Looking ahead to next year’s basketball season

After a quick exit from this year’s NCAA tournament, Georgia players were quick to reassure fans that they intend to be back next season.  Coach Mark Fox told the media that he was very excited about next year’s team.

But can this team – minus Marcus Thornton and Neme Djurisic – put together an effort worthy enough of returning to the field of 68?  Thornton and Neme combined for more than 23 points and nearly 13 rebounds a game, numbers that will be hard to replace.  Yante Maten, who finished his freshman campaign averaging 5 points and 4 boards a night, seems capable of filling Thornton’s shoes.  He may not put up Marcus’s All-SEC type numbers in just his second year, but if he can make a Travis Leslie-esque jump from his freshman to his sophomore year, Maten and the Dawgs should be ok without Thornton.

Replacing Djurisic is going to be more difficult. Neme was a versatile big that could stretch the floor with his creative ball-handling and three-point capabilities. Djurisic shot 34% from beyond the arc this season, and his departure leaves UGA with just three players – Kenny Gaines, J.J. Frazier and Houston Kessler – that made over 30% from the the perimeter this year. Georgia ranked near the very bottom of the SEC this season in three-point field goals made with 180 total on the year (putting them in a tie with South Carolina for 9th place). One of the Dawgs’ weaknesses this year was outside scoring, and losing Neme certainly doesn’t assuage that deficiency.

Next season, should Gaines, Frazier or both find themselves in foul trouble, Georgia will be very limited from the arc. Even Frazier, who ended the year with the team’s best three-point percentage at nearly 40%, shot the ball with less consistency in the latter parter of the season. After J.J.’s 37 point outburst at Missy State, SEC defenses started preventing him from creating space on the perimeter. Frazier shot 31% from beyond the arc in the 14 games following the contest in Starkville; in UGA’s first 19 games, J.J. had been making a robust 45% of his attempts from the outside. The scouting report on Frazier is out: stay close and keep a hand up, which is an effective strategy considering J.J.’s height.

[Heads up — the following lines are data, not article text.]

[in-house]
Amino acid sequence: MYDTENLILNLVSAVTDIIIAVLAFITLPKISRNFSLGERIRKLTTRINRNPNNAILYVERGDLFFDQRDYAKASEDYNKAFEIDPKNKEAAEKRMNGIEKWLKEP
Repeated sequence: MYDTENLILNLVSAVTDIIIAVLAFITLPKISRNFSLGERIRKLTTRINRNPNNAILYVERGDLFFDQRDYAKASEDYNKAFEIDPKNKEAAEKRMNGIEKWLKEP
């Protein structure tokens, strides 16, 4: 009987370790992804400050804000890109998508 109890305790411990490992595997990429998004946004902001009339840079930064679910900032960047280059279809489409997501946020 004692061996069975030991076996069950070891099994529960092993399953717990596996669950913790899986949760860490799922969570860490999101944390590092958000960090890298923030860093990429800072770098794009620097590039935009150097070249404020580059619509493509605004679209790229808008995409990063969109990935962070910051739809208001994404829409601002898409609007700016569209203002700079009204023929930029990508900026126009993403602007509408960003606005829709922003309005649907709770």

While the Dawgs do have some intriguing prospects coming in next year in Will Jackson, E’Torrion Wilridge and Derek Ogbeide, none of them are deep threats. Ogbeide, who is considered a 3-star by Rivals and a 4-star by ESPN, should give Coach Fox a decent option off the bench to spell Maten. Jackson will also be expected to contribute early, providing relief to both Frazier and Mann at the point position. For the moment, though, Georgia does not have any shooters enrolling for the 2015-2016 campaign.

A strong perimeter game is a staple of a superior college basketball team. Ten of the sixteen teams that reached the Sweet Sixteen of this year’s NCAA Tournament make more than 35% of their three-point attempts. Of the top fifty teams with the highest three-point percentage in college basketball this season, twenty-one of them made this year’s tournament.

UGA should have a solid backcourt next season, but I fear that Coach Fox’s scarcity of shooters could ultimately have them returning to the NIT rather than the Big Dance.